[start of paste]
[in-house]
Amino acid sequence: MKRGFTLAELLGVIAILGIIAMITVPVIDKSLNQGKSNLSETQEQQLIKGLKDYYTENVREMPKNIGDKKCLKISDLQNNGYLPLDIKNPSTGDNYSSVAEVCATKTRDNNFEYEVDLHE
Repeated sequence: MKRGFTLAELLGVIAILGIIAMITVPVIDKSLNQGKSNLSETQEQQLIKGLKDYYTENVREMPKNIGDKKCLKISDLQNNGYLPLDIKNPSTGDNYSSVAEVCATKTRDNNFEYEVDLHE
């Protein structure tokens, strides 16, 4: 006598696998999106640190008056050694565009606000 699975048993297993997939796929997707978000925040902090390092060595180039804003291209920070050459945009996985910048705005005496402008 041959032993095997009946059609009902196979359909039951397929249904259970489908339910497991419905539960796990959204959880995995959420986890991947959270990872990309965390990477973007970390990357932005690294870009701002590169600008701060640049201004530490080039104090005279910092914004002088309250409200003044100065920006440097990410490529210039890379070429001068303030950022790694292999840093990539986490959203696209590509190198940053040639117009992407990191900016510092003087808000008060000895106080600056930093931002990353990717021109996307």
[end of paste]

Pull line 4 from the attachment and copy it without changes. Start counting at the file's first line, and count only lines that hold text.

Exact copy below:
């Protein structure tokens, strides 16, 4: 006598696998999106640190008056050694565009606000 699975048993297993997939796929997707978000925040902090390092060595180039804003291209920070050459945009996985910048705005005496402008 041959032993095997009946059609009902196979359909039951397929249904259970489908339910497991419905539960796990959204959880995995959420986890991947959270990872990309965390990477973007970390990357932005690294870009701002590169600008701060640049201004530490080039104090005279910092914004002088309250409200003044100065920006440097990410490529210039890379070429001068303030950022790694292999840093990539986490959203696209590509190198940053040639117009992407990191900016510092003087808000008060000895106080600056930093931002990353990717021109996307």